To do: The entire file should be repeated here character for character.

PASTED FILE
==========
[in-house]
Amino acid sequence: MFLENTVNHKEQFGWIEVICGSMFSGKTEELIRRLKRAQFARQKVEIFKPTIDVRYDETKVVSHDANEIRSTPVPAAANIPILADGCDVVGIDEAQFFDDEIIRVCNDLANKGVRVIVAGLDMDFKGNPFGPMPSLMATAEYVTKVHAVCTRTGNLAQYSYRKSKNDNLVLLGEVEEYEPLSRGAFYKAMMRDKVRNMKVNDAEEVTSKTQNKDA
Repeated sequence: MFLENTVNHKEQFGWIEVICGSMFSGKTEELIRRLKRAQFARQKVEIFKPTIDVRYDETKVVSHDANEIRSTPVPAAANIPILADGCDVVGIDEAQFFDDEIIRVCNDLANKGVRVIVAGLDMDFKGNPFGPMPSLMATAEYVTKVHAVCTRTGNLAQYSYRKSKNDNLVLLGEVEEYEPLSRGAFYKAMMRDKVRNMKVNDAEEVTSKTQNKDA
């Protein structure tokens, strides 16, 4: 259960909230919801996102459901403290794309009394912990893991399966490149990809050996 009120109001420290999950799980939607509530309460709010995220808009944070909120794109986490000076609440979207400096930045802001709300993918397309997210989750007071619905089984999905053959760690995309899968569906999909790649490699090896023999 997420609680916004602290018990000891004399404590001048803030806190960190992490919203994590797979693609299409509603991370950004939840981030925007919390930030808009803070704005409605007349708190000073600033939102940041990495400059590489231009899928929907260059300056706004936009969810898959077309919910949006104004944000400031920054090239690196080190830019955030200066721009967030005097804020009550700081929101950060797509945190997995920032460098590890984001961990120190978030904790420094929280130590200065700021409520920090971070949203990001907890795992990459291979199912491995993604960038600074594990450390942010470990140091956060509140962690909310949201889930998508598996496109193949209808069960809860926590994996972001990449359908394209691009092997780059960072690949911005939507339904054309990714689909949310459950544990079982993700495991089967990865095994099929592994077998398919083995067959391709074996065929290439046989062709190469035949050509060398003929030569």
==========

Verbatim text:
[in-house]
Amino acid sequence: MFLENTVNHKEQFGWIEVICGSMFSGKTEELIRRLKRAQFARQKVEIFKPTIDVRYDETKVVSHDANEIRSTPVPAAANIPILADGCDVVGIDEAQFFDDEIIRVCNDLANKGVRVIVAGLDMDFKGNPFGPMPSLMATAEYVTKVHAVCTRTGNLAQYSYRKSKNDNLVLLGEVEEYEPLSRGAFYKAMMRDKVRNMKVNDAEEVTSKTQNKDA
Repeated sequence: MFLENTVNHKEQFGWIEVICGSMFSGKTEELIRRLKRAQFARQKVEIFKPTIDVRYDETKVVSHDANEIRSTPVPAAANIPILADGCDVVGIDEAQFFDDEIIRVCNDLANKGVRVIVAGLDMDFKGNPFGPMPSLMATAEYVTKVHAVCTRTGNLAQYSYRKSKNDNLVLLGEVEEYEPLSRGAFYKAMMRDKVRNMKVNDAEEVTSKTQNKDA
């Protein structure tokens, strides 16, 4: 259960909230919801996102459901403290794309009394912990893991399966490149990809050996 009120109001420290999950799980939607509530309460709010995220808009944070909120794109986490000076609440979207400096930045802001709300993918397309997210989750007071619905089984999905053959760690995309899968569906999909790649490699090896023999 997420609680916004602290018990000891004399404590001048803030806190960190992490919203994590797979693609299409509603991370950004939840981030925007919390930030808009803070704005409605007349708190000073600033939102940041990495400059590489231009899928929907260059300056706004936009969810898959077309919910949006104004944000400031920054090239690196080190830019955030200066721009967030005097804020009550700081929101950060797509945190997995920032460098590890984001961990120190978030904790420094929280130590200065700021409520920090971070949203990001907890795992990459291979199912491995993604960038600074594990450390942010470990140091956060509140962690909310949201889930998508598996496109193949209808069960809860926590994996972001990449359908394209691009092997780059960072690949911005939507339904054309990714689909949310459950544990079982993700495991089967990865095994099929592994077998398919083995067959391709074996065929290439046989062709190469035949050509060398003929030569």